A frequently asked question when referrals are made is, “What is my duty as the referring physician to ensure that the patient keeps his/her appointment with the consultant?” Many physicians do a good job of tracking labs and diagnostic tests, but they do not think about tracking appointment cancellations, no-shows, consultations, or referrals. Tracking the receipt of lab and diagnostic tests is not enough. If a test result indicates the need for further follow up with a specialist, you should have a tracking system in place to alert you if the patient fails to keep a scheduled or recommend referral or consultation. A physician’s duty to a patient may not be discharged just by referring the patient or making an appointment. Although patients are expected to take responsibility for managing their healthcare, physicians are expected to play a part in ensuring that patients get appropriate care; your medical training gives you a better understanding of the consequences of various treatment options as well as the consequences of delaying treatment. It is important that you have an informed consent discussion with the patient outlining the significance of the findings, why you are referring the patient, and the possible consequences of not following up. Be sure to inform the patient of the risks, benefits, and alternatives if the referral is for a particular test or procedure. Always document your rationale for the referral and document your conversations with the patient.
A standardized form of communication, such as a referral request form, will help consultants provide appropriate care for your patients and keep you in the loop, making the process run smoothly for everyone. Including your patient in the process is another safety net in the event one of the other systems fail. SVMIC has a sample Request For Consultation form that may be useful to your practice when requesting a consultation from a specialist. Your request should include the following information:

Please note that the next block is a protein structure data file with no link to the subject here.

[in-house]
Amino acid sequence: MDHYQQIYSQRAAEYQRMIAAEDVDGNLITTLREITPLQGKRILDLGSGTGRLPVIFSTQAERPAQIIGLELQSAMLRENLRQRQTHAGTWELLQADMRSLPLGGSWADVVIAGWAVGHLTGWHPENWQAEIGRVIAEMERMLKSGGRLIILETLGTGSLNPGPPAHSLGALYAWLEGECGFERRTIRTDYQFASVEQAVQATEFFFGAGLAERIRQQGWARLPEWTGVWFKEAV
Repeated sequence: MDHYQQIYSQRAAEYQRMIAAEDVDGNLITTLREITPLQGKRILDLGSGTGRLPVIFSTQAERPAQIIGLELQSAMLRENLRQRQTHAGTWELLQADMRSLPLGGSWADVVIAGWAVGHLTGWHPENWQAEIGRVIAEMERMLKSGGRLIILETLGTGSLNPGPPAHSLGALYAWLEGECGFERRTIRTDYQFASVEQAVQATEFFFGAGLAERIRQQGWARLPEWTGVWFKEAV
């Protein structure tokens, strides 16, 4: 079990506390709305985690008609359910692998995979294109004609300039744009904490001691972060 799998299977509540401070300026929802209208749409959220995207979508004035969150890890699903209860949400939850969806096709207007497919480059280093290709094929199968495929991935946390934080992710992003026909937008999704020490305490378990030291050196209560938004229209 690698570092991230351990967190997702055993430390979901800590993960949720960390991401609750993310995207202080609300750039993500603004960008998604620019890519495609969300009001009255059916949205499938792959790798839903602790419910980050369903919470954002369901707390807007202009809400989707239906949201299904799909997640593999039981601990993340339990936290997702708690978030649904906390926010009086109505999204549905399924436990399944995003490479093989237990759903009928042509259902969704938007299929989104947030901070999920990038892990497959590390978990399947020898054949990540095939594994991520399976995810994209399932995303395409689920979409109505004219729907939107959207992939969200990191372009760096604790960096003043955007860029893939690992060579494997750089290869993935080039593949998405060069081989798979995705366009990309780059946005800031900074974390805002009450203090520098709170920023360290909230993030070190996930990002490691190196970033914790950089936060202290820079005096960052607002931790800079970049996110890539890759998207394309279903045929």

It’s important to select a specialist with the appropriate skills and training to care for your patient’s condition. Always inform the specialist of any special circumstances involving the patient and send the appropriate medical records. In all instances, clarify the role of each physician in the patient’s care. If the referral is urgent or the condition is serious, a phone call to the physician is indicated. Have your office staff schedule the appointment before the patient leaves your office, which will dramatically increase the likelihood of patient compliance.
Once a referral is made, it should be tracked utilizing the same system you use to track a lab or diagnostic test result. If you learn the patient has not kept the appointment, have your office call or send a letter noting your concern and emphasizing the importance of the consult. Depending on the severity of the issue, a certified letter may be necessary to document your attempt. On the other hand, if you determine the consult is no longer necessary, document your reasons for the change in opinion. Finally, train all staff not to file any reports, including consultation reports or letters, without the physician’s review and signature.
Jeffrey A. Woods is the Director of Risk Education in the Risk Education and Evaluation Services Department at SVMIC. Jeff received his Bachelor of Science degree from the University of Tennessee Martin and his Juris Doctorate degree from the University of Tennessee Knoxville. Following graduation, he practiced law in Knoxville for almost 15 years, advising physicians and healthcare providers and defending them in malpractice claims. He is licensed to practice in Tennessee and all Federal courts, including the United States Supreme Court. He is a member of the Tennessee Bar Association.
Jeff joined SVMIC in 2003 and was a Senior Claims Attorney until 2015 when he transferred to his current position.
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